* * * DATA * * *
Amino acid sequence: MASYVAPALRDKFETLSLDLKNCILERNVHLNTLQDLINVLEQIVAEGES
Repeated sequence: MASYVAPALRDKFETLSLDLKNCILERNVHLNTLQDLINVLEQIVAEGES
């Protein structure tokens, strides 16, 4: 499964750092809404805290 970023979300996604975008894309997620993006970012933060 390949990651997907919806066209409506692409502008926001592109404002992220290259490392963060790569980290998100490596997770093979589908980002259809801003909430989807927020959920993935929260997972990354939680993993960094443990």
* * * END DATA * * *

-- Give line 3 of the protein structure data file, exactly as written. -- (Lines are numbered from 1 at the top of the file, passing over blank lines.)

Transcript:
């Protein structure tokens, strides 16, 4: 499964750092809404805290 970023979300996604975008894309997620993006970012933060 390949990651997907919806066209409506692409502008926001592109404002992220290259490392963060790569980290998100490596997770093979589908980002259809801003909430989807927020959920993935929260997972990354939680993993960094443990």